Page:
This is a great damn idea.
I’m wading into the shallow end of the Malifaux RPG, Through the Breach. Last week I put in an order (through Amazon because I don’t think I could get both of them from Wyrd’s store at the time) for both boxes of their PC character kits.
Because, you know, yes.
This is a phenomenal idea. The price is almost a secondary consideration, as the ability to custom-craft a PC is an incredibly attractive option. My last three player character models have all had some level of modification, from as simple as a paint job and a swapped sword for Darif…
…to the far more elaborate alterations that Barateur, my dwarven (actually, as he liked to point out, his mother was a rock) druid/monk character:
He was a Druid with the crocodile archetype, mostly so I could knock people prone on unarmed attacks and then wrestle them into unconsciousness. Ton of fun, til I missed a night and the party managed a TPK; note, not the DM, who did everything he could to prevent a group of level 5’s from picking a fight with a Frost Wyrm. In one of our big fights prior to that TPK, Barateur and another character trapped themselves in a bead of force with a fiendish gargoyle and his evil-priestess mommy. That fight…well, we survived it. Later, when we caught up with them a second time, Barateur and the party crushed the gargoyle and after it was dead, Barateur ripped its head off. So, obviously, modeled:
I also gave him an alligator-skin cloak (that part actually came first). The base model for all of this was a Reaper Bones, as was Darif, and my current 5e character is a very simple mod of Vaeloth the Paladin—all I did with him was hack off the shield and shape the arm into something cestus-like. Reaper minis are great for character models because they’re already evocative, and take alteration pretty easily; you can cut them without worrying they’ll shatter or splinter, and since they aren’t metal there’s not that same bending issue. I think that’ll continue with the second wave, though I’ve noticed the weapons are far more prone to bending out of the box; to the point where my wife commented on it when I was showing off my spoils.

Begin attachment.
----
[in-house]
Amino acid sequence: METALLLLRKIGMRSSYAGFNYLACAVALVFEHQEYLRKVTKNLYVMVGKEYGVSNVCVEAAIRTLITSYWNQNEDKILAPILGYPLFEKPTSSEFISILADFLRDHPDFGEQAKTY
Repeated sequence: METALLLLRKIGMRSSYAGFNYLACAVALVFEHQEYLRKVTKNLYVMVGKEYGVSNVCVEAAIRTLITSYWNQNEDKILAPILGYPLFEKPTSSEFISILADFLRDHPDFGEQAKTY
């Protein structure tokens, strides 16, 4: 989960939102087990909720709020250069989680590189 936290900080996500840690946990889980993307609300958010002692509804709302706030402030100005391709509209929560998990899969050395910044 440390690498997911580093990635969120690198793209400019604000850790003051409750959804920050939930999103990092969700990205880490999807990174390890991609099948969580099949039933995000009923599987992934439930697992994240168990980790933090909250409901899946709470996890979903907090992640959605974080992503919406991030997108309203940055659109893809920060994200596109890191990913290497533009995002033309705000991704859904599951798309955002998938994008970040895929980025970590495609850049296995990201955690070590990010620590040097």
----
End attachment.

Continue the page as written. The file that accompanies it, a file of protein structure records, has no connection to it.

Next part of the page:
However, these Wyrd minis take things to an entirely new level. Each box makes eleven different models. The box is careful to stress “up to,” because you only get those 11 if you’re not duplicating any of the key details. Still, that’s easily enough for a group of players to customize to their hearts’ content, particularly since the models are a good—albeit very small and slender, as is the case with the entire line—plastic and can thus take further modifications as necessary.
Plus, they come in ladyparts too!
That is a woman in a double-breasted (*rimshot*) jacket, with a chainsaw. That’s a thing you can have. Also, zombie lady. Plus, so many stylish chapeaus. Go back and look at that first box, since I didn’t gush as hard over the options there, and you’ll see they’re of similar quality. Plus, with both boxes there are options to take things a touch further. You can swap accessories, or even go scorched-earth and chop some weapons off one side to hand to the other (I’m looking at you, gatling gun).
Price-wise, you’re spending about half again as much as buying 11 Reaper minis figures; and if you expected me to include, say, Warhammer in this price comparison I’m going to begin laughing now and you tell me when you need me to stop. I even consider the price low enough that a DM could comfortably pick up a box for some new players, walk them through the construction process, and still have pieces left over for either his own NPCs or to roll folks into the game later.
At least, I hope so, because that’s the plan for this week.